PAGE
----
The first chapter is about likelihood-based inference in the univariate setting and investigates the use of bias-correction and higher-order asymptotic methods for extremes, highlighting through examples and illustrations the unique challenge posed by data scarcity. We focus on parametric modelling of extreme values, which relies on limiting distributional results and for which, as a result, uncertainty quantification is complicated. We find that, in certain cases, small-sample asymptotic methods can give improved inference by reducing the error rate of confidence intervals. Two data illustrations, linked to assessment of the frequency of extreme rainfall episodes in Venezuela and the analysis of survival of supercentenarians, illustrate the methods developed.
In the second chapter, we review the major methods for the analysis of spatial extremes models. We highlight the similarities and provide a thorough literature review along with novel simulation algorithms. The methods described therein are made available through a statistical software package.
The last chapter focuses on estimation for a Bayesian hierarchical model derived from a multivariate generalized Pareto process. We review approaches for the estimation of censored components in models derived from (log)-elliptical distributions, paying particular attention to the estimation of a high-dimensional Gaussian distribution function via Monte Carlo methods. The impacts of model misspecification and of censoring are explored through extensive simulations and we conclude with a case study of rainfall extremes in Eastern Switzerland.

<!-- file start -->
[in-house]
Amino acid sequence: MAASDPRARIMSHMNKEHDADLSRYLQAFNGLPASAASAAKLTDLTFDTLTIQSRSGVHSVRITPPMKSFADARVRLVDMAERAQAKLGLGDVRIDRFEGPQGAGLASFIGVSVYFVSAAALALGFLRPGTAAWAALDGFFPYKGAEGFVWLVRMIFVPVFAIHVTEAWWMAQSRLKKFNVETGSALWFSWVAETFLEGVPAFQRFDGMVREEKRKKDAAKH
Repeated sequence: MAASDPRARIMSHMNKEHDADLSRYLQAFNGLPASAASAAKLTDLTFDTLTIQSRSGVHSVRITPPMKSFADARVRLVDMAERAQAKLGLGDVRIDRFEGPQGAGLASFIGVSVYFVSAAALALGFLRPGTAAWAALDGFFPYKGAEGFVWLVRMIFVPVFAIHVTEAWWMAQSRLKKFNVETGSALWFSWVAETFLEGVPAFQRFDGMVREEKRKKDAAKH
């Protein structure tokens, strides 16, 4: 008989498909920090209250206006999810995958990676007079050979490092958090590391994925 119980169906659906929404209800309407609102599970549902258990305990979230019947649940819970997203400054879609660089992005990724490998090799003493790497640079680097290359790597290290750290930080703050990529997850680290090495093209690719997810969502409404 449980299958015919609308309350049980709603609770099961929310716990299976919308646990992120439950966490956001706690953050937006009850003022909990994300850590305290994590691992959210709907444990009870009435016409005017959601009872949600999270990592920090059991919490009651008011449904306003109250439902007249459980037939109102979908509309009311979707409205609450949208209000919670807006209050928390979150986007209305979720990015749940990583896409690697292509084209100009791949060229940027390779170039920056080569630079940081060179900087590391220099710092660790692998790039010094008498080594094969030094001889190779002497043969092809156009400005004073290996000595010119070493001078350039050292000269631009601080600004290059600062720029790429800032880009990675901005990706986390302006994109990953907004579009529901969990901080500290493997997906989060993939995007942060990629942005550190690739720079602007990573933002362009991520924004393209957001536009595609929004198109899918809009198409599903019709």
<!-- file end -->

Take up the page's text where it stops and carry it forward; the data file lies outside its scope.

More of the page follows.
The increasing interest in using statistical extreme value theory to analyse environmental data is mainly driven by the large impact extreme events can have. A difficulty with spatial data is that most existing inference methods for asymptotically justified models for extremes are computationally intractable for data at several hundreds of sites, a number easily attained or surpassed by the output of physical climate models or satellite-based data sets. This thesis does not directly tackle this problem, but it provides some elements that might be useful in doing so. The first part of the thesis contains a pointwise marginal analysis of satellite-based measurements of total column ozone in the northern and southern mid-latitudes. At each grid cell, the r-largest order statistics method is used to analyse extremely low and high values of total ozone, and an autoregressive moving average time series model is used for an analogous analysis of mean values. Both models include the same set of global covariates describing the dynamical and chemical state of the atmosphere. The results show that influence of the covariates is captured in both the ``bulk'' and the tails of the statistical distribution of ozone. For some covariates, our results are in good agreement with findings of earlier studies, whereas unprecedented influences are retrieved for two dynamical covariates. The second part concerns the frameworks of multivariate and spatial modelling of extremes. We review one class of multivariate extreme value distributions, the so-called Hüsler--Reiss model, as well as its spatial extension, the Brown--Resnick process. For the former, we provide a detailed discussion of its parameter matrix, including the case of degeneracy, which arises if the correlation matrices of underlying multivariate Gaussian distributions are singular. We establish a simplification for computing the partial derivatives of the exponent function of these two models. As consequence of the considerably reduced number of terms in each partial derivative, computation time for the multivariate joint density of these models can be reduced, which could be helpful for (composite) likelihood inference. Finally, we propose a new variant of the Brown--Resnick process based on the Karhunen--Loève expansion of its underlying Gaussian process. As an illustration, we use composite likelihood to fit a simplified version of our model to a hindcast data set of wave heights that shows highly dependent extremes.